20 Small Birds In Michigan (Photos, Facts, And Size Comparison!)

If you’re looking for help to identify small birds in Michigan, this will be the best article you read today. 

In this post, you will find photos, identification info, calls, songs, size information, and all the fun information you need. 

Examples of small birds in Michigan birds include the downy woodpecker, brown creeper, cerulean warbler, marsh wren, blue-gray gnatcatcher, northern parula, common yellowthroat, and many others. 

The smallest bird in Michigan is the ruby-throated hummingbird with a wingspan of 3.1-4.3 inches, length of 2.8-3.6 inches, and a weight of just 0.07-0.2 ounces!

Here are all 20 of them.

Small Birds In Michigan

BirdWingspanLengthMass
Downy Woodpecker9.8-12.2 in 5.5-7.1 in0.7-1.16 oz
Eastern Phoebe10.2-11 in5.5-6.7 in 0.6-0.7 oz
Red-breasted Nuthatch8.5 in4.5 in0.35 oz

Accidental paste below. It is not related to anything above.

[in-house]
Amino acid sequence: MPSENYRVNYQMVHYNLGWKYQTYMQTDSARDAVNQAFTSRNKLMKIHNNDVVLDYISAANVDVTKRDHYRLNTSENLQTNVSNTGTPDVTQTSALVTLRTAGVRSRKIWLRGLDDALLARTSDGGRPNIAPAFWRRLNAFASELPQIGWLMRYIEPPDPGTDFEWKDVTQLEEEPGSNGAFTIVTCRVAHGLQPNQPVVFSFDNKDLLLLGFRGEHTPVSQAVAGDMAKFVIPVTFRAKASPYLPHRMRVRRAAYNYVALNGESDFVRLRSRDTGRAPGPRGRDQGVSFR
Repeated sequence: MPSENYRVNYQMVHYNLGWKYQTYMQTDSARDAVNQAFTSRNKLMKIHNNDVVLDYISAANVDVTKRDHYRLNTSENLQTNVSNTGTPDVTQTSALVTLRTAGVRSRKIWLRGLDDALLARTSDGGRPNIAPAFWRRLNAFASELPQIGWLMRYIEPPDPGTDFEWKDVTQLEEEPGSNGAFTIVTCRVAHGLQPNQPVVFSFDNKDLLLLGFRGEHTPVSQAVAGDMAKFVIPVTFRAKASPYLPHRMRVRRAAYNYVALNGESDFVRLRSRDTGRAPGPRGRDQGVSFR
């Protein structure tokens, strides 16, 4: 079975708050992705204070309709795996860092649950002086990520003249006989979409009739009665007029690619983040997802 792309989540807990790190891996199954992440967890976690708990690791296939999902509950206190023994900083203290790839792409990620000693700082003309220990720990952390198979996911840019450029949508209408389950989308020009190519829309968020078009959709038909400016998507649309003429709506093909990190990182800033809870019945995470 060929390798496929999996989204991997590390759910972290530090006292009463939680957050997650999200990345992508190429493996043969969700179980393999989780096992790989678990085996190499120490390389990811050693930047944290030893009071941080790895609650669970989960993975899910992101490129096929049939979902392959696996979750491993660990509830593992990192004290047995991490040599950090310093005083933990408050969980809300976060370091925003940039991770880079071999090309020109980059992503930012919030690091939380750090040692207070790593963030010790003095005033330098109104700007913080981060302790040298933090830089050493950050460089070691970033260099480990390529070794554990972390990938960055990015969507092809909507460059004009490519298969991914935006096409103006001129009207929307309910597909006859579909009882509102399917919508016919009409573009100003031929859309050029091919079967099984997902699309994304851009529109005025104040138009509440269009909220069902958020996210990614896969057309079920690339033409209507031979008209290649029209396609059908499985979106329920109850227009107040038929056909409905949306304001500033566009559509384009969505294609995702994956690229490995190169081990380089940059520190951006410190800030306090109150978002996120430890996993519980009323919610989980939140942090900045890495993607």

Black-capped Chickadee6.3–8.3 in 4.7–5.9 in0.32–0.49 oz
Boreal Chickadee8.25 in5–5.5 in 0.35 oz
Yellow-bellied Flycatcher7.1–7.9 in 5.1–5.9 in0.3–0.6 oz
Brown Creeper6.7–7.9 in 4.7–5.5 in 0.2–0.3 oz
Cerulean Warbler7.9 in4.3 in0.28–0.35 oz
Common Yellowthroat5.9–7.5 in4.3–5.1 in0.3 oz
LeConte’s sparrow 7.1 in 4.7 in0.4-0.6 oz
Northern Parula6.3-7.1 in 4.3-4.9 in 0.18-0.39 oz
Ruby-crowned Kinglet6.3-7.1 in 3.5-4.3 in0.2-0.4 oz
Golden-crowned Kinglet6.3-7.1 in 3.1-4.3 in0.14-0.28 oz
Marsh Wren5.5-7 in3.9–5.5 in 0.3–0.5 oz
White-Eyed Vireo6.7 in 4.3-5.1 in 0.3-0.5 oz
Blue-gray gnatcatcher6.3 in3.9–5.1 in 0.18–0.25 oz